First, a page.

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Thread: Blenheim 11 Sqdn collision on 5th April 1943 over Burma - Matheson and Besley

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    Default Re: Blenheim 11 Sqdn collision on 5th April 1943 over Burma - Matheson and Besley

    Harvey Besley as told to Ted Wixted, 1991.
    “ During the course of the flight to the target some aircraft fell out of the formation with various problems. I was originally flying beside Bill Matheson, the leader of my Vic of three aircraft. Later I moved into the Vic ahead to fill the position of a Blenheim forced to drop out. It was tight flying, requiring full concentration, the individual machines in each Vic being only 6 feet apart at their closest points. I was on the starboard side of the leader of my Vic and my full attention was focussed on him. I was looking left. Only in the last split second did I catch sight, out of the corner of my eye, of an aircraft rising close underneath me to the right.”

    I had called on Harvey Besley at his home in Warwick, Queensland, and had asked him for information that would assist orientation. He drew me a rough map showing where the planes crashed, where Bill Matheson had come down, and where he himself had landed. Harvey astounded me by saying that his main concern coming down in the parachute had been to prevent himself landing in the lake. He made this comment in response to a question I had asked him about geographical features in the area. He further surprised me by saying that he had twice been taken to hospital at Meiktila for treatment of his injured arm. He found the visits frightening because Japanese soldiers injured in the bombing were patients there too.
    Last edited by Robinmargaret; 1st November 2020 at 12:26.

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    Default Re: Blenheim 11 Sqdn collision on 5th April 1943 over Burma - Matheson and Besley

    Notifications from the RAAF Casualty Section.
    Meanwhile in Australia, next of kin were being informed of the situation.
    *9 April 1943. Official telegram to all relatives. Missing
    *12 April 1943 Second telegram. To relatives of the three airmen in BlenheimZ9667. Missing believed killed.
    *16 April 1943 First letter. It provides some details of the occurrence.
    ..........”and I regret to state that all members of the crew are believed to have lost their lives.”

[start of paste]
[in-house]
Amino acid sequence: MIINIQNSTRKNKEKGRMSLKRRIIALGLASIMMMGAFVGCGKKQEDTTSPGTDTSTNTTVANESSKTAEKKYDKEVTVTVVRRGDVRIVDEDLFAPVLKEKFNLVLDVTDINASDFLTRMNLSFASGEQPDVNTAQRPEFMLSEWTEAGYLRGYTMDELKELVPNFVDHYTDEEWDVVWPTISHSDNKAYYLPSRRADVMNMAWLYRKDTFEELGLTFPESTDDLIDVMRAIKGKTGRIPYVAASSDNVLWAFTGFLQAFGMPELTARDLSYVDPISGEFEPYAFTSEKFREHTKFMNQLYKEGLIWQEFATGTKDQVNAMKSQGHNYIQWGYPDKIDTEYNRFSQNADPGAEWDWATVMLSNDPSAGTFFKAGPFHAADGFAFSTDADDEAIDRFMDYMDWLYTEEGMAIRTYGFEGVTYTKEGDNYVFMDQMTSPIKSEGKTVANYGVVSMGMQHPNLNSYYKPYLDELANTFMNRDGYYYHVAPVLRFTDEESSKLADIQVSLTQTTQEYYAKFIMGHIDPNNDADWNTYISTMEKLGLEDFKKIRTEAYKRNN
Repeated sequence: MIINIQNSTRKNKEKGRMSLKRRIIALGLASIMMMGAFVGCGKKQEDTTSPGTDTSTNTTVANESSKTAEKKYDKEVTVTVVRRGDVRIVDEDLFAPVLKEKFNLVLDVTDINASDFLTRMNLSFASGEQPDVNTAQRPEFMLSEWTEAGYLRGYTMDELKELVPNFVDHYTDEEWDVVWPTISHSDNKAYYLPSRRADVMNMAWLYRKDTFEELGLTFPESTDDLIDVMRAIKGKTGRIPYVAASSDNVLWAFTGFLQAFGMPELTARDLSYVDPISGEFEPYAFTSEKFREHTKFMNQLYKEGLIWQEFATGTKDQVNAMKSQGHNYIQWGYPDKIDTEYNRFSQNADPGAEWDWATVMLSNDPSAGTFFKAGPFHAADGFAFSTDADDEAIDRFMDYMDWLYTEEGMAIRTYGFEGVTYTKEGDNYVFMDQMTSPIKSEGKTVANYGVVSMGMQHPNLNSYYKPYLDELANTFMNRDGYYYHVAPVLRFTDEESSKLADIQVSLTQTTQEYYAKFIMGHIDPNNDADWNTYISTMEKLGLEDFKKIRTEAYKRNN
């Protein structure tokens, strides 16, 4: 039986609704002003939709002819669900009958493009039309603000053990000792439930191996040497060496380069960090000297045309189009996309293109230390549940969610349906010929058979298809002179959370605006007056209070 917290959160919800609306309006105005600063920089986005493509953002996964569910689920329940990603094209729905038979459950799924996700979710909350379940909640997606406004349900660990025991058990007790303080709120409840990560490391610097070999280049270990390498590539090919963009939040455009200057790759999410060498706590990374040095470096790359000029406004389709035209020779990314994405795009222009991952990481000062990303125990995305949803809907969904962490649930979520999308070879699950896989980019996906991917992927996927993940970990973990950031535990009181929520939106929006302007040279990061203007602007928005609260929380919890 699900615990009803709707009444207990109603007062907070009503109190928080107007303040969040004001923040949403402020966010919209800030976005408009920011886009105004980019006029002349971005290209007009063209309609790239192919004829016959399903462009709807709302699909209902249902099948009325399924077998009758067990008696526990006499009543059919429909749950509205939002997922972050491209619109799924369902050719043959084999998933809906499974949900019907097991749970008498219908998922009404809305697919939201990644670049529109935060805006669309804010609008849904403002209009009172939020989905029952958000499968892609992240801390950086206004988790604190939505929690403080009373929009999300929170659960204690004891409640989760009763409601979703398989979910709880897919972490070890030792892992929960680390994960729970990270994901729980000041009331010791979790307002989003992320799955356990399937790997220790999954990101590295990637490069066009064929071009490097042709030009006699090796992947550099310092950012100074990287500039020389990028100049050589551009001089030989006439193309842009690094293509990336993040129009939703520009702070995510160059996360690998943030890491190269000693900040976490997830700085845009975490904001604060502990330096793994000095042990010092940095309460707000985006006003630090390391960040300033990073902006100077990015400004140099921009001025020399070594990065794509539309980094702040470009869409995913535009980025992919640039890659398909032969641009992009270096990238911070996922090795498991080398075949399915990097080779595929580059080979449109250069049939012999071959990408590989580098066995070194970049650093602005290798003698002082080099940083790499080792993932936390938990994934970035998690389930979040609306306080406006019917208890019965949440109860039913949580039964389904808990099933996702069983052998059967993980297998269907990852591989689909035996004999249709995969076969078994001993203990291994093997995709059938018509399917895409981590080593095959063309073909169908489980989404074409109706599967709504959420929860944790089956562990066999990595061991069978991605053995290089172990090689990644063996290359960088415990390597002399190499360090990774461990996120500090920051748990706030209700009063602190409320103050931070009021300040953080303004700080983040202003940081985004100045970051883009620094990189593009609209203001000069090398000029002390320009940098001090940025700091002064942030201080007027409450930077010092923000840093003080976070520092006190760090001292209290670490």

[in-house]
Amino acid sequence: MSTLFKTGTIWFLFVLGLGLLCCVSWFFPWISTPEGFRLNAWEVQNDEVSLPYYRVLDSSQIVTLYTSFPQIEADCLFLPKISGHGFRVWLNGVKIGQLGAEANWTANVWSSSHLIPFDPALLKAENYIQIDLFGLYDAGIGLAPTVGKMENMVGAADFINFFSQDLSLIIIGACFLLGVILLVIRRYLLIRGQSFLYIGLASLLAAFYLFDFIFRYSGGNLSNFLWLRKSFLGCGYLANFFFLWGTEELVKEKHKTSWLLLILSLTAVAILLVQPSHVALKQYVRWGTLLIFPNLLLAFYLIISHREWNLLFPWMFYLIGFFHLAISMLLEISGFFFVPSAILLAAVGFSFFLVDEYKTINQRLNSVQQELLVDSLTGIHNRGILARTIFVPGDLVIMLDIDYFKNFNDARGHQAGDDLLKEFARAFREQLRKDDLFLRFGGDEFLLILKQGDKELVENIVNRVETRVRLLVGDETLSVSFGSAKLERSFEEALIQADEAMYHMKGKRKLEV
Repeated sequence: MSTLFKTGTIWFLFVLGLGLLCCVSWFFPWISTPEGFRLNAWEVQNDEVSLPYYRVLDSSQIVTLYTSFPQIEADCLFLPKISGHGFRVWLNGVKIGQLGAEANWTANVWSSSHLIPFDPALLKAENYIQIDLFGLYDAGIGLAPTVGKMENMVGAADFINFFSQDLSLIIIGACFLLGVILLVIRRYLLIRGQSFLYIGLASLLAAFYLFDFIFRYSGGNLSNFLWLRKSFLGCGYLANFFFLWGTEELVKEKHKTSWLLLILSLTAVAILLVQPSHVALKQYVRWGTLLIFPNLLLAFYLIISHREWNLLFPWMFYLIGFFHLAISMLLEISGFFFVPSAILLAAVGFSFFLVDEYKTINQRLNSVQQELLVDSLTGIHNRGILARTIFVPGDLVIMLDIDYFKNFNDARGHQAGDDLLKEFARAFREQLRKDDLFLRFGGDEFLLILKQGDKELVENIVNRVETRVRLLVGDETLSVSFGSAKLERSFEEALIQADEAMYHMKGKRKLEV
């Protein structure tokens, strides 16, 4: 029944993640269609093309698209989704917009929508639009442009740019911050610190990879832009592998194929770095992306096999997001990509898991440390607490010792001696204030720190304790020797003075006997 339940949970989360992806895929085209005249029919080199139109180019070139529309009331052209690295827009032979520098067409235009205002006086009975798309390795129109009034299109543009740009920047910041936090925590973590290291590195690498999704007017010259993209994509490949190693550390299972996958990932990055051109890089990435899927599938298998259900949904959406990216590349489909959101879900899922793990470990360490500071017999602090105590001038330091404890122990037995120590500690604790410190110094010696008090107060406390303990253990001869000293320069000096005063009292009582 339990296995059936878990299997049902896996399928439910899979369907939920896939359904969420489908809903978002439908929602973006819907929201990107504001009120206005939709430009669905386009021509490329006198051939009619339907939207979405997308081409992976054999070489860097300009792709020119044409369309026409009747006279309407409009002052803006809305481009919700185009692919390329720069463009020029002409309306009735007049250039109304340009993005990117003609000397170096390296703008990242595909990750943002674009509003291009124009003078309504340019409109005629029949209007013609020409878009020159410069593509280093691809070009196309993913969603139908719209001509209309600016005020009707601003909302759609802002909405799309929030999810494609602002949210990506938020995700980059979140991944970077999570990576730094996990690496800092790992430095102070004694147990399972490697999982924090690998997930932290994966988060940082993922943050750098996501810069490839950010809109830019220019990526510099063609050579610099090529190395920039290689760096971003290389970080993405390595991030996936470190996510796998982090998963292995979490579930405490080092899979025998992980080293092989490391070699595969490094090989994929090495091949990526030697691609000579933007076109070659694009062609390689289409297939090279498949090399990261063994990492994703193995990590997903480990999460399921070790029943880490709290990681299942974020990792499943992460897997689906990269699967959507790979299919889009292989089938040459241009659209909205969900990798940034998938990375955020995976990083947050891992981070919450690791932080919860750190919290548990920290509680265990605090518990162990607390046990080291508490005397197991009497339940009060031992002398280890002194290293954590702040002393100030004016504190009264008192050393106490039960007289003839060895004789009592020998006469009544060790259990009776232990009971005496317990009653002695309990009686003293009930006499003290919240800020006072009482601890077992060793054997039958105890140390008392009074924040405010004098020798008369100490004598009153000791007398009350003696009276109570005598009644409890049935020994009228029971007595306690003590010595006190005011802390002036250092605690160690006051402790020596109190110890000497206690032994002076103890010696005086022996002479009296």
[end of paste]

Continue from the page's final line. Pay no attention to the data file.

*8 May 1943 Second letter. One parachutist escaped.
    ........”One parachute was seen to leave the aircraft with which your son’s machine collided and to open and drift downward. I greatly regret to say that none of the crew of your son’s aircraft were seen to escape by parachute.”
    *27 December 1943 Notification to relatives
    .........” consideration is now being given to the question whether an official presumption of your son’s death should be made.” ........
    Jan? April?1944
    .......” the Air Ministry of London, has advised that they are not proceeding with the action to presume for official purposes that your son has lost his life. Their reason for this decision is that the pilot of your son’s aircraft was mentioned in an enemy broadcast which was transmitted from Tokio. The broadcast stated that he was a prisoner of war in Malaya. As only one parachute was seen to open, it is considered that it must have left your son’s machine, and not the other aircraft as was thought at first.” ..........
    Now imagine if you will, how this must have affected Thelma Besley, Harvey’s wife.
    Harley Stumm, wrote to her, concerned for her. He had already spoken to Squadron 45 who had provided the air cover on the raid. Their opinions were consistent. One airman had escaped by parachute. There was no hope for the other five. Stumm added that some among the fighter escort had followed the planes as they went down. It must have been Matheson’s aircraft that was on top, despite the previous certainty that it was on the bottom.
    It was not until August 1945, that the next of kin finally had their answer.
    “Dear Madam, ........